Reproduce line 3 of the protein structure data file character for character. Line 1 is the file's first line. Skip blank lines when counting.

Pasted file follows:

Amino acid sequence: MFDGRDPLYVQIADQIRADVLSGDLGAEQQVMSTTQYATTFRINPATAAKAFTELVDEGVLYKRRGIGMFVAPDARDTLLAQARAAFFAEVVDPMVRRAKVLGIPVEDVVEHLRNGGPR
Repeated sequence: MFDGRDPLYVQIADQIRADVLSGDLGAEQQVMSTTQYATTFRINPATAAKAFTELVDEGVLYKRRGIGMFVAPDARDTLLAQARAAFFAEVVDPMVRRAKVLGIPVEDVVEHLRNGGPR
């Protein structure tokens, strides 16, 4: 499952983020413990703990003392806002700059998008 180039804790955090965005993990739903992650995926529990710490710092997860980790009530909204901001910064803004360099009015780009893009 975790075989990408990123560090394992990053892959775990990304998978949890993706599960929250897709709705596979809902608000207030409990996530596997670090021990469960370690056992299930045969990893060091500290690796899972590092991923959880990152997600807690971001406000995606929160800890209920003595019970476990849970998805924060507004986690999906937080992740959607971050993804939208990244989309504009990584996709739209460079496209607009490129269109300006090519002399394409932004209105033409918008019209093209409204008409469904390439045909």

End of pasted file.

């Protein structure tokens, strides 16, 4: 499952983020413990703990003392806002700059998008 180039804790955090965005993990739903992650995926529990710490710092997860980790009530909204901001910064803004360099009015780009893009 975790075989990408990123560090394992990053892959775990990304998978949890993706599960929250897709709705596979809902608000207030409990996530596997670090021990469960370690056992299930045969990893060091500290690796899972590092991923959880990152997600807690971001406000995606929160800890209920003595019970476990849970998805924060507004986690999906937080992740959607971050993804939208990244989309504009990584996709739209460079496209607009490129269109300006090519002399394409932004209105033409918008019209093209409204008409469904390439045909």